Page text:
Nigeria spends N50 billion on importation of papers annually, statistics from the Raw Materials Research and Development Council (RMRDC) says.
The reason is that the Nigeria Paper Mill (NPM)Limited located in Jebba, Kwara State; Nigerian Newsprint Manufacturing Company (NNMC)Limited, Oku-Iboku, Akwa Ibom State; and Nigerian National Paper Manufacturing Company (NNPMC) Limited in Ogun State, are not working.
Efforts are being made to revive NPM but whether these translate into success is a matter of time.
Chima Igwe, acting director-general of the Federal Institute of Industrial Research Oshodi, attributes non-functionality of paper mills to lack of fibre trees such as gmelina, which is an essential raw material for the industry.
He said adequate provision of high-fibre trees would enable paper firms to return to business.
Three years ago, Ukana Akpabio, professor of chemistry at University of Uyo, had said the country was yet to utilise enormous pulp and paper materials (fibrous and non-fiborous) in the country, adding that there must be a well-defined strategy to develop the struggling industry.
Some industry players argue that the privatisation process which handed the firms to current owners were faulty and did not look at the capacities of the buyers.
The paper mills were privatised during Olusegun Obasanjo’s regime, which handed moribund and poorly-run government businesses to private entities.
Industry stakeholders say the privatisation of the paper mills were handed over to investors who have more interest in importation of papers from India than developing the mills which they bought and promised to develop.
According to Abimbola Ogunwusi of the RMRDC, the integrated pulp and paper mills established in Nigeria were privatised in the mid-2000s as a result of lack of adequate funds to import requisite raw materials and generally because of their non-performance.
In a paper, Peter Onwualu and Abimbola Ogunwusi said the Nigeria Paper Mill commenced rehabilitation immediately after privatisation and started production in 2009, while the two other mills could not. They added that while Nigeria Paper Mill had rehabilitated its paper machines, it was producing kraft paper within 60-250gsm range using recycled paper at that time.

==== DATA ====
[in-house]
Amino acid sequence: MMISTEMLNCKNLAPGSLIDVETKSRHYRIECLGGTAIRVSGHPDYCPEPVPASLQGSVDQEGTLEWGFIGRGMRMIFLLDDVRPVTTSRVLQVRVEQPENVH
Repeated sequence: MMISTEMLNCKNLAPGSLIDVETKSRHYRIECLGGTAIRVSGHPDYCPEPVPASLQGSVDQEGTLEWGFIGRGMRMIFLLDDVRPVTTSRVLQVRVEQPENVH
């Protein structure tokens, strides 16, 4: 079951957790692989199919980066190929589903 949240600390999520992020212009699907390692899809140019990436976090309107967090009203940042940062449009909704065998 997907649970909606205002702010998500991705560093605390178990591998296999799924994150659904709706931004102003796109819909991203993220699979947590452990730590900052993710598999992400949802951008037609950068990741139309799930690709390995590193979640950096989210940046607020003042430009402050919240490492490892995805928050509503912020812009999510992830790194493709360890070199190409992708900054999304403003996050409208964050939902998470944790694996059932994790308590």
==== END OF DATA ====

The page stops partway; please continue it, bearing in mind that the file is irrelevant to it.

The major problems the mills may likely continue to face are dependence on imported long fibre pulp and chemicals, they argued, adding that there is the need to deepen the local market, transfer technology transfer to generate employment and reduce the cost of local paper products.
Nigeria is losing N180 billion from non-performance of the three paper mills in the country, said Hussain Doko Ibrahim, director-general, RMRDC.
In 2016, Oluwadare Oluwafemi, a professor in the department of agriculture and forestry, University of Ibadan, identified the inability to source long fibre trees as one key reason for the non-performance of the mills.
Oluwafemi lamented the abysmal fund devoted to research institutions, while also calling for the establishment of pulp and paper institute to save the country from these humongous losses.
“It is unfortunate that 90 percent of papers used in Nigeria are imported,” Oluwafemi said, while presenting a paper entitled, ‘Long Fibre Pulp Production in Nigeria: Prospects and Challenges’, at the Manufacturers Association of Nigeria (MAN) meeting in Lagos.
He also canvassed for the establishment of ‘Indigenous Long Fibre Pulpwood Improvement Programme’.